Live by the sword, die by the sword, right? ChesapeakeEnergy (NYSE:CHK) was a fine stock when everybody was going gaga about energy in general and natural gas in particular. But now it seems that some people can't wait to leave this party.

That might be a mistake. I've been generally positive on Chesapeake in the past, and the more I watch and learn about this company, the more I like what I see.

Results are a little muddled by the impact of hedging activities and the exchange of preferred for common stock, but it's still clear that this was a strong quarter. Revenue jumped 86%, as the company coupled 27% production growth with higher price realizations. Despite ongoing cost increases across the sector, Chesapeake also boosted its profitability; it grew adjusted EBITDA by 91% and more than doubled adjusted earnings.

Fools who've followed this company know that it's been busy on the acquisition front, so it's no great surprise that proven reserves grew by 53% for the year. That puts the reserve replacement ratio at an eye-popping 659%. Just as impressive, the company would have achieved 223% reserve replacement through the drillbit alone -- that is, organic growth through its own exploration, development, and drilling efforts.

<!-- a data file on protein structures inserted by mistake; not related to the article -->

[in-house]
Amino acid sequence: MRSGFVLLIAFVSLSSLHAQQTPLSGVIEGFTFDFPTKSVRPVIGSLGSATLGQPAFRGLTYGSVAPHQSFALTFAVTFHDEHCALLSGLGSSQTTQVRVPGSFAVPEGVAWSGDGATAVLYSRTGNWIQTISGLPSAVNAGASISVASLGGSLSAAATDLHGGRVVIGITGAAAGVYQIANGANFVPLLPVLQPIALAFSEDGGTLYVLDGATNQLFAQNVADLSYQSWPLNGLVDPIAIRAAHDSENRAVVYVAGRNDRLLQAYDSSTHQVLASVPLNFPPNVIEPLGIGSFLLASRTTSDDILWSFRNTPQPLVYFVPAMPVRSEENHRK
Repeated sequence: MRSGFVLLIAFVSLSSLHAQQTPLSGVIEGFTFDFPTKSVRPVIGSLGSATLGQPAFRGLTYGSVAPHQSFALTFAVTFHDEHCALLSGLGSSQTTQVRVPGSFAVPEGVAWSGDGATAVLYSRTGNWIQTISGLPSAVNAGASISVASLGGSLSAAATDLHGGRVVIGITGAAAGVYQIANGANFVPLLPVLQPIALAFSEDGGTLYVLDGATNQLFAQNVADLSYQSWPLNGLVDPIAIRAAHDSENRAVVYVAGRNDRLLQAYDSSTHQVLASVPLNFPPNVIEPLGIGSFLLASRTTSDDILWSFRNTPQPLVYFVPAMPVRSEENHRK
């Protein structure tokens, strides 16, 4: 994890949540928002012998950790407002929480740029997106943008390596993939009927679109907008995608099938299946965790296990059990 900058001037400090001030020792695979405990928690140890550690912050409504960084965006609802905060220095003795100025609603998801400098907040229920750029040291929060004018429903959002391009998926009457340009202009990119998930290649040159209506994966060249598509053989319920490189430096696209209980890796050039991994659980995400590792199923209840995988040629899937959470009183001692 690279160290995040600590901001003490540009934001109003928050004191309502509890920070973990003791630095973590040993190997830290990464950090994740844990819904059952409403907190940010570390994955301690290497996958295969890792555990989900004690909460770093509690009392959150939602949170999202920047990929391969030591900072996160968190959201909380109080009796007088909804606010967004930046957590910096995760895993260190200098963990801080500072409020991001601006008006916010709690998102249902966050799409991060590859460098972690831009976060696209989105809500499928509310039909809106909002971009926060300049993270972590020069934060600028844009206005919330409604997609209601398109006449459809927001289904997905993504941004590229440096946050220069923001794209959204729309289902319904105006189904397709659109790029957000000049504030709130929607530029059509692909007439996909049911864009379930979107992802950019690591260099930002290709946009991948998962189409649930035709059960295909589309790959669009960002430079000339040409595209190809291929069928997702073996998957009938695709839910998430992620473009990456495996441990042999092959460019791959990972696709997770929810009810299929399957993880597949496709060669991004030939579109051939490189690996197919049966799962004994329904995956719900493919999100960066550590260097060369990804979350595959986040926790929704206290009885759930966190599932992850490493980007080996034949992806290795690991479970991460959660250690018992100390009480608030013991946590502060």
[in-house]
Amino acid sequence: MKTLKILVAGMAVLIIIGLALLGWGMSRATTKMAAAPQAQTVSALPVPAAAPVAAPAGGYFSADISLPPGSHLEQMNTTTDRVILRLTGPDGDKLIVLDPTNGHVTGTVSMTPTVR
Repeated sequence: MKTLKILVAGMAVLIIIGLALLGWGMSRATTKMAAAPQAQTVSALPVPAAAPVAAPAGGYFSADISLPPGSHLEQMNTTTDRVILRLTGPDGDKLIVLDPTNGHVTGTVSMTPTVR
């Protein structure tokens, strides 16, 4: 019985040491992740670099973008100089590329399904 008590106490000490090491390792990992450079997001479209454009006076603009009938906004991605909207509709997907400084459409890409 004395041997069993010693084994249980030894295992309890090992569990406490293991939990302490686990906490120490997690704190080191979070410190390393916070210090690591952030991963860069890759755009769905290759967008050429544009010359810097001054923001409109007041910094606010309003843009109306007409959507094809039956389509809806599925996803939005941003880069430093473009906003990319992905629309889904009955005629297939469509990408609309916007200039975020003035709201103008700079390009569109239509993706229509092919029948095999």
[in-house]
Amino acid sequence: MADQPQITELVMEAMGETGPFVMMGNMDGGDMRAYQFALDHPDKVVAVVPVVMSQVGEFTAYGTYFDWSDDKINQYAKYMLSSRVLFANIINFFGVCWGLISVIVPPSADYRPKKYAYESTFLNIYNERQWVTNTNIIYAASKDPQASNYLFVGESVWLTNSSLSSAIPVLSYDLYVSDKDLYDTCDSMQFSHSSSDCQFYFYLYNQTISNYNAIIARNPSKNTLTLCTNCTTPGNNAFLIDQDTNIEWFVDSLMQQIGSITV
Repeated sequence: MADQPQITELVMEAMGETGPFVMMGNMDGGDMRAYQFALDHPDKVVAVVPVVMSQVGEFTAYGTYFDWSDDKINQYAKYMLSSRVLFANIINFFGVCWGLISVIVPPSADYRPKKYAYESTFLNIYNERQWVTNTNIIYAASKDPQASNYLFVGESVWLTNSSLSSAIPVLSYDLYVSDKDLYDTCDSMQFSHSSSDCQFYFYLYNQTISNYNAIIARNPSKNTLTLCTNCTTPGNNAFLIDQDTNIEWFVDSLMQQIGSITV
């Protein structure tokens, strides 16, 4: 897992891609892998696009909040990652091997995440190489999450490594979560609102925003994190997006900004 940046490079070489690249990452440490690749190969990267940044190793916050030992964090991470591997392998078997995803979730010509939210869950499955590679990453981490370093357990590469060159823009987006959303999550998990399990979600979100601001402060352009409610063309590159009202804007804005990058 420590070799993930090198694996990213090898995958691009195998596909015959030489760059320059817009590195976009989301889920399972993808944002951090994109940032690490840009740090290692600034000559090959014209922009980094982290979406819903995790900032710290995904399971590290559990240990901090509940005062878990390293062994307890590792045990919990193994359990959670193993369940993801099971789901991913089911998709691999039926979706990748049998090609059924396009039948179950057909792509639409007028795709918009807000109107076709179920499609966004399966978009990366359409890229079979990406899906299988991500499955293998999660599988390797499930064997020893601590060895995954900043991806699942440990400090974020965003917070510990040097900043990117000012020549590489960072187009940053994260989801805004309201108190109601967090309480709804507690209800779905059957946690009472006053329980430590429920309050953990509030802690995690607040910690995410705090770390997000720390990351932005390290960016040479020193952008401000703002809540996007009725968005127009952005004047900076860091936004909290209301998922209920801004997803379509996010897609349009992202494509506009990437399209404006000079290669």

I'm coming to respect the apparent shrewdness of this company's management. For instance, Chesapeake sold its stake in Pioneer Drilling (AMEX:PDC) and used the proceeds to buy actual rigs from Martex -- buying those rigs at a 33% discount to the implied stock market valuation of Pioneer's rigs. What's more, the company has used a thorough hedging strategy to lock in 74% of first-quarter natural gas production at a price of $10.72 per mcf, and 71% of 2006 production at $9.43.

There's no shortage of good ideas out here in energy land. Apache (NYSE:APA), Anadarko (NYSE:APC), Canadian Natural Resources (NYSE:CNQ), Occidental (NYSE:OXY), and perhaps even UltraPetroleum (AMEX:UPL) have their charms. And while it's mostly fair to see these stocks trade in time with energy prices, it would seem that the market has pushed down Chesapeake a bit too much.

For more Foolish thoughts on energy ideas:

Fool contributor Stephen Simpson has no financial interest in any stocks mentioned (that means he's neither long nor short the shares).